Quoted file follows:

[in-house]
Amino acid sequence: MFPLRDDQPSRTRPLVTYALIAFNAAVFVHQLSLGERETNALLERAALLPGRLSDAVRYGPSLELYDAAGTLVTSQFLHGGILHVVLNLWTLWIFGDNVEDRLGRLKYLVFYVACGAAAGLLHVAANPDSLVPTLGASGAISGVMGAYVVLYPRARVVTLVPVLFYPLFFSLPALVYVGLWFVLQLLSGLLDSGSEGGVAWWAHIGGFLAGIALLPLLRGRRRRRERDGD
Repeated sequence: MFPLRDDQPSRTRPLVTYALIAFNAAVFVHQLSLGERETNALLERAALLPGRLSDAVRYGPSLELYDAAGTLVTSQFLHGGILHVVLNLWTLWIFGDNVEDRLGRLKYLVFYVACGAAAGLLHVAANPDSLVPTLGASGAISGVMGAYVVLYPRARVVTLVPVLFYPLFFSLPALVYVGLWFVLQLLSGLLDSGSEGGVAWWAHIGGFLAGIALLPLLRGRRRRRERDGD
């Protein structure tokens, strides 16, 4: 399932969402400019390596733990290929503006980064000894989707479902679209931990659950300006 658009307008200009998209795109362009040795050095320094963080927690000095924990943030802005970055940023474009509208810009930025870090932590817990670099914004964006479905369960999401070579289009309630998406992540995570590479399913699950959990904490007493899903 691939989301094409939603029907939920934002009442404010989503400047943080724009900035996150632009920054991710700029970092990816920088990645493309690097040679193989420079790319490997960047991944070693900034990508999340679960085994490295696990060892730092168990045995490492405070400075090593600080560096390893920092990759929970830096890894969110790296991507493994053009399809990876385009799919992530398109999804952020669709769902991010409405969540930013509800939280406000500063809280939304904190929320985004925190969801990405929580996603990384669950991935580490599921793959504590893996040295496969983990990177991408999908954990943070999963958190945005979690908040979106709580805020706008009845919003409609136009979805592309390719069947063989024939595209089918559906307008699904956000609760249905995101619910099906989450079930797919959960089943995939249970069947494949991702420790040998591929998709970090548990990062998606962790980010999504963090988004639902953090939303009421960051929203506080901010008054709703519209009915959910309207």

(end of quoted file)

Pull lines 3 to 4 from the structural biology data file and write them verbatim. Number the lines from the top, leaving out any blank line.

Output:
Repeated sequence: MFPLRDDQPSRTRPLVTYALIAFNAAVFVHQLSLGERETNALLERAALLPGRLSDAVRYGPSLELYDAAGTLVTSQFLHGGILHVVLNLWTLWIFGDNVEDRLGRLKYLVFYVACGAAAGLLHVAANPDSLVPTLGASGAISGVMGAYVVLYPRARVVTLVPVLFYPLFFSLPALVYVGLWFVLQLLSGLLDSGSEGGVAWWAHIGGFLAGIALLPLLRGRRRRRERDGD
């Protein structure tokens, strides 16, 4: 399932969402400019390596733990290929503006980064000894989707479902679209931990659950300006 658009307008200009998209795109362009040795050095320094963080927690000095924990943030802005970055940023474009509208810009930025870090932590817990670099914004964006479905369960999401070579289009309630998406992540995570590479399913699950959990904490007493899903 691939989301094409939603029907939920934002009442404010989503400047943080724009900035996150632009920054991710700029970092990816920088990645493309690097040679193989420079790319490997960047991944070693900034990508999340679960085994490295696990060892730092168990045995490492405070400075090593600080560096390893920092990759929970830096890894969110790296991507493994053009399809990876385009799919992530398109999804952020669709769902991010409405969540930013509800939280406000500063809280939304904190929320985004925190969801990405929580996603990384669950991935580490599921793959504590893996040295496969983990990177991408999908954990943070999963958190945005979690908040979106709580805020706008009845919003409609136009979805592309390719069947063989024939595209089918559906307008699904956000609760249905995101619910099906989450079930797919959960089943995939249970069947494949991702420790040998591929998709970090548990990062998606962790980010999504963090988004639902953090939303009421960051929203506080901010008054709703519209009915959910309207």